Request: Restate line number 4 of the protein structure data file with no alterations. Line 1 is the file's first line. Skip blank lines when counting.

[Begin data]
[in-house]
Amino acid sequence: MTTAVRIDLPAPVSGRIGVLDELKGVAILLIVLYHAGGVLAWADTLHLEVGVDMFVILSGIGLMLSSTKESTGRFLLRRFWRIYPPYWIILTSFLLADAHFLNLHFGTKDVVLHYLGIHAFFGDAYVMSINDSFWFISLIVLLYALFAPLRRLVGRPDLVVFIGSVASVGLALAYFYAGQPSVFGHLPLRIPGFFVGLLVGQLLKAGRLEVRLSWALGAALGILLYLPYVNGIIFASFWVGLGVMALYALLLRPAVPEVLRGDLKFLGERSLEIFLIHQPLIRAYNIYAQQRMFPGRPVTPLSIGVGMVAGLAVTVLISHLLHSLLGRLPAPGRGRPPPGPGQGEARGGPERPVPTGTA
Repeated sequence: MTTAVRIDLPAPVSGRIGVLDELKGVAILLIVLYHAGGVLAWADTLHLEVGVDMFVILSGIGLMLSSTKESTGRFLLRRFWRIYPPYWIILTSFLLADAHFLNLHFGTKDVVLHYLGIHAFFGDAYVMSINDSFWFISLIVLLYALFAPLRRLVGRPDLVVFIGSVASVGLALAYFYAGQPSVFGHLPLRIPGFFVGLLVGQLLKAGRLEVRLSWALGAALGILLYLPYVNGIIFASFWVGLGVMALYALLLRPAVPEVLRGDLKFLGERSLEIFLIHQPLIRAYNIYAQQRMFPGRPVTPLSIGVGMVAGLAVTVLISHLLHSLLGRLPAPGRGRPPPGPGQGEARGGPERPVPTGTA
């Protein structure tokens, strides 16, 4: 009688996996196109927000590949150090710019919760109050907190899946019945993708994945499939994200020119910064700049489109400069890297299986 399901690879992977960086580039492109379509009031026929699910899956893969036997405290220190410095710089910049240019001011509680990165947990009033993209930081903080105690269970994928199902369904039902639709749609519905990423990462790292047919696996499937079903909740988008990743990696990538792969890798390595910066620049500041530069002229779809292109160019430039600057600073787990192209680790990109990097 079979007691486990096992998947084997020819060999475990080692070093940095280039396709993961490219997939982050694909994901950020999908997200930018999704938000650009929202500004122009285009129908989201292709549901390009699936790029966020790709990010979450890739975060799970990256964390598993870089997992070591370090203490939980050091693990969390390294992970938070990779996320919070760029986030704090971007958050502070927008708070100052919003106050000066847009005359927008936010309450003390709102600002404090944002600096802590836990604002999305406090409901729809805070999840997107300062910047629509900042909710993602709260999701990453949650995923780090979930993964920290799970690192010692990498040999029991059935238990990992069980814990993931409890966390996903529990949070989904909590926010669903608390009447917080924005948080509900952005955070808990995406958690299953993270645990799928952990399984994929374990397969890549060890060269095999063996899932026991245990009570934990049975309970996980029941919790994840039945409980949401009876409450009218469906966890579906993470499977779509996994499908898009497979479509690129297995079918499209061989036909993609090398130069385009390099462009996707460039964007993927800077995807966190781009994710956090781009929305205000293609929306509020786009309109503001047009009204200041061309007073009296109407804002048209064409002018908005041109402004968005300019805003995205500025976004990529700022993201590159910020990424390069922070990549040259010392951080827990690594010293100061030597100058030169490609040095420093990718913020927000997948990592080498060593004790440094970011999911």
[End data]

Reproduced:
């Protein structure tokens, strides 16, 4: 009688996996196109927000590949150090710019919760109050907190899946019945993708994945499939994200020119910064700049489109400069890297299986 399901690879992977960086580039492109379509009031026929699910899956893969036997405290220190410095710089910049240019001011509680990165947990009033993209930081903080105690269970994928199902369904039902639709749609519905990423990462790292047919696996499937079903909740988008990743990696990538792969890798390595910066620049500041530069002229779809292109160019430039600057600073787990192209680790990109990097 079979007691486990096992998947084997020819060999475990080692070093940095280039396709993961490219997939982050694909994901950020999908997200930018999704938000650009929202500004122009285009129908989201292709549901390009699936790029966020790709990010979450890739975060799970990256964390598993870089997992070591370090203490939980050091693990969390390294992970938070990779996320919070760029986030704090971007958050502070927008708070100052919003106050000066847009005359927008936010309450003390709102600002404090944002600096802590836990604002999305406090409901729809805070999840997107300062910047629509900042909710993602709260999701990453949650995923780090979930993964920290799970690192010692990498040999029991059935238990990992069980814990993931409890966390996903529990949070989904909590926010669903608390009447917080924005948080509900952005955070808990995406958690299953993270645990799928952990399984994929374990397969890549060890060269095999063996899932026991245990009570934990049975309970996980029941919790994840039945409980949401009876409450009218469906966890579906993470499977779509996994499908898009497979479509690129297995079918499209061989036909993609090398130069385009390099462009996707460039964007993927800077995807966190781009994710956090781009929305205000293609929306509020786009309109503001047009009204200041061309007073009296109407804002048209064409002018908005041109402004968005300019805003995205500025976004990529700022993201590159910020990424390069922070990549040259010392951080827990690594010293100061030597100058030169490609040095420093990718913020927000997948990592080498060593004790440094970011999911």